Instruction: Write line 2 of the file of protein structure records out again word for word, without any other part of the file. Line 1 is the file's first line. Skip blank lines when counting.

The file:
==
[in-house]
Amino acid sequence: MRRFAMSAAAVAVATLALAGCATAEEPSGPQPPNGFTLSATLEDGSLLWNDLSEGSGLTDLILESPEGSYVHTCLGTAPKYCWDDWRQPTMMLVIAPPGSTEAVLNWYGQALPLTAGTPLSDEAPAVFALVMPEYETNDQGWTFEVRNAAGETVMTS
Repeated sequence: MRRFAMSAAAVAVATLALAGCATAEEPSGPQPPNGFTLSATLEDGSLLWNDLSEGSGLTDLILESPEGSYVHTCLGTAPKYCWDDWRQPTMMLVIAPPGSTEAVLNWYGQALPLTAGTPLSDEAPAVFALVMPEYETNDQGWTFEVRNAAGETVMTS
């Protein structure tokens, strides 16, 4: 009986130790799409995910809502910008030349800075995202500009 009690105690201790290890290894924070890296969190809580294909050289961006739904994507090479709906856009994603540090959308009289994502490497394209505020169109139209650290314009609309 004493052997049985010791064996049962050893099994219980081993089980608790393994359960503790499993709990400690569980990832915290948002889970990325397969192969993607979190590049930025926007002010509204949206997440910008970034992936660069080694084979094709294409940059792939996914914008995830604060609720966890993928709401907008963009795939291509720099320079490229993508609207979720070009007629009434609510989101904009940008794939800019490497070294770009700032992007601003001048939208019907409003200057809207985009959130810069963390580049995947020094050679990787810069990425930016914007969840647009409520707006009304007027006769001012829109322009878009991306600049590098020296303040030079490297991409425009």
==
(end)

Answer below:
Amino acid sequence: MRRFAMSAAAVAVATLALAGCATAEEPSGPQPPNGFTLSATLEDGSLLWNDLSEGSGLTDLILESPEGSYVHTCLGTAPKYCWDDWRQPTMMLVIAPPGSTEAVLNWYGQALPLTAGTPLSDEAPAVFALVMPEYETNDQGWTFEVRNAAGETVMTS